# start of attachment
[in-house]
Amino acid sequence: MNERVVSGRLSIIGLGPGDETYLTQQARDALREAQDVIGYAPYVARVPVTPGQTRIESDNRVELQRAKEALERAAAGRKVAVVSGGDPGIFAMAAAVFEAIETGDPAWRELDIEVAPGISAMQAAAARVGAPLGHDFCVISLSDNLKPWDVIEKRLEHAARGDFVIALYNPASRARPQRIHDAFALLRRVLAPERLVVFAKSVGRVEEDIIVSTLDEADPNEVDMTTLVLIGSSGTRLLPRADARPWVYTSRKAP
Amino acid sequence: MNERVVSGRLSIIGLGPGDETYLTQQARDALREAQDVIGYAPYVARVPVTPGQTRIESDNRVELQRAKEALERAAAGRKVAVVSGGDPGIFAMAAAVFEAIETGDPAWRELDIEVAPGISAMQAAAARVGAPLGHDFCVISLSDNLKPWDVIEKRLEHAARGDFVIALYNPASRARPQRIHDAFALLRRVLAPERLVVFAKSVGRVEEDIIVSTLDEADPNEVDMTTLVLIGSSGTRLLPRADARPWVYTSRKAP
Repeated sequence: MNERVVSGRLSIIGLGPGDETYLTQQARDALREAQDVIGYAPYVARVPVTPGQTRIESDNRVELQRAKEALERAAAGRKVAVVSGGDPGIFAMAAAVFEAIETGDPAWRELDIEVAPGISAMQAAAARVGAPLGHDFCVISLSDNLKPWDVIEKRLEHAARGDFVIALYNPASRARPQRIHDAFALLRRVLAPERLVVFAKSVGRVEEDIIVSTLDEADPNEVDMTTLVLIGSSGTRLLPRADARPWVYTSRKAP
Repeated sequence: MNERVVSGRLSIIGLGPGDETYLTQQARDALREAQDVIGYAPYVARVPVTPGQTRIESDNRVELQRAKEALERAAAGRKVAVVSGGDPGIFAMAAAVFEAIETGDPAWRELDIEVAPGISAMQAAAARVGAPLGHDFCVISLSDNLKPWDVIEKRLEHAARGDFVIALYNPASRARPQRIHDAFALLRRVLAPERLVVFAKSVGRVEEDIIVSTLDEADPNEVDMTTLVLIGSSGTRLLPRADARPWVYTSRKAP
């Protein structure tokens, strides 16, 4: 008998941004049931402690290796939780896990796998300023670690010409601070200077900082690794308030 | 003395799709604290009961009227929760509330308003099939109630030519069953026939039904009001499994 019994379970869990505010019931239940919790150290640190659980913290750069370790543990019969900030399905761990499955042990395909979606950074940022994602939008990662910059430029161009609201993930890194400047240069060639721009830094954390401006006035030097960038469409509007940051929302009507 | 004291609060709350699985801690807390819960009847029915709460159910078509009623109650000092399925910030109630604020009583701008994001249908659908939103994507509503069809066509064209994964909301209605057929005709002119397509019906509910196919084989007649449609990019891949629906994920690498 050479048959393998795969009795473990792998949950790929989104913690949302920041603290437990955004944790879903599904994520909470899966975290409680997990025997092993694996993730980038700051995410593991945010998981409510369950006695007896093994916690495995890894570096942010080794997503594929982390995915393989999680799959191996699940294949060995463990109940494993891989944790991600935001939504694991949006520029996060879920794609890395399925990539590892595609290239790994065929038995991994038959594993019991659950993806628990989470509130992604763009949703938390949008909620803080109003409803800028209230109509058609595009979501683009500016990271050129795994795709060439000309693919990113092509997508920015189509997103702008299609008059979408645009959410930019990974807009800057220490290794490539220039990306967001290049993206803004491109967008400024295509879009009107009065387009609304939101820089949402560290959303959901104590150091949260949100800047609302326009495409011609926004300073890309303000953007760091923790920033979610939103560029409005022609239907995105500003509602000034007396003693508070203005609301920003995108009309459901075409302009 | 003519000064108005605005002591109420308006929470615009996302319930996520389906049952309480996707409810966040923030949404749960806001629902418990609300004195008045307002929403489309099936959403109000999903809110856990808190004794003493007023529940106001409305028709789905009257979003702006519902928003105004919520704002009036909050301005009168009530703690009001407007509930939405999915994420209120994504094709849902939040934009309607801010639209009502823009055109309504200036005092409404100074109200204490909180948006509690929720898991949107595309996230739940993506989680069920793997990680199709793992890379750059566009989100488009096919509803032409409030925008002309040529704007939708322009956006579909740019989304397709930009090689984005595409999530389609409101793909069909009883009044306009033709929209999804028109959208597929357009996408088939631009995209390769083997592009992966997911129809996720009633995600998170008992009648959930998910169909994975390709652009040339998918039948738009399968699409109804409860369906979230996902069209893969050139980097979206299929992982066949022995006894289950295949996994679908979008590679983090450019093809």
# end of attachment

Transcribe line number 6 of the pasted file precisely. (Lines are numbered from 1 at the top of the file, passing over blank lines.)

């Protein structure tokens, strides 16, 4: 008998941004049931402690290796939780896990796998300023670690010409601070200077900082690794308030 | 003395799709604290009961009227929760509330308003099939109630030519069953026939039904009001499994 019994379970869990505010019931239940919790150290640190659980913290750069370790543990019969900030399905761990499955042990395909979606950074940022994602939008990662910059430029161009609201993930890194400047240069060639721009830094954390401006006035030097960038469409509007940051929302009507 | 004291609060709350699985801690807390819960009847029915709460159910078509009623109650000092399925910030109630604020009583701008994001249908659908939103994507509503069809066509064209994964909301209605057929005709002119397509019906509910196919084989007649449609990019891949629906994920690498 050479048959393998795969009795473990792998949950790929989104913690949302920041603290437990955004944790879903599904994520909470899966975290409680997990025997092993694996993730980038700051995410593991945010998981409510369950006695007896093994916690495995890894570096942010080794997503594929982390995915393989999680799959191996699940294949060995463990109940494993891989944790991600935001939504694991949006520029996060879920794609890395399925990539590892595609290239790994065929038995991994038959594993019991659950993806628990989470509130992604763009949703938390949008909620803080109003409803800028209230109509058609595009979501683009500016990271050129795994795709060439000309693919990113092509997508920015189509997103702008299609008059979408645009959410930019990974807009800057220490290794490539220039990306967001290049993206803004491109967008400024295509879009009107009065387009609304939101820089949402560290959303959901104590150091949260949100800047609302326009495409011609926004300073890309303000953007760091923790920033979610939103560029409005022609239907995105500003509602000034007396003693508070203005609301920003995108009309459901075409302009 | 003519000064108005605005002591109420308006929470615009996302319930996520389906049952309480996707409810966040923030949404749960806001629902418990609300004195008045307002929403489309099936959403109000999903809110856990808190004794003493007023529940106001409305028709789905009257979003702006519902928003105004919520704002009036909050301005009168009530703690009001407007509930939405999915994420209120994504094709849902939040934009309607801010639209009502823009055109309504200036005092409404100074109200204490909180948006509690929720898991949107595309996230739940993506989680069920793997990680199709793992890379750059566009989100488009096919509803032409409030925008002309040529704007939708322009956006579909740019989304397709930009090689984005595409999530389609409101793909069909009883009044306009033709929209999804028109959208597929357009996408088939631009995209390769083997592009992966997911129809996720009633995600998170008992009648959930998910169909994975390709652009040339998918039948738009399968699409109804409860369906979230996902069209893969050139980097979206299929992982066949022995006894289950295949996994679908979008590679983090450019093809």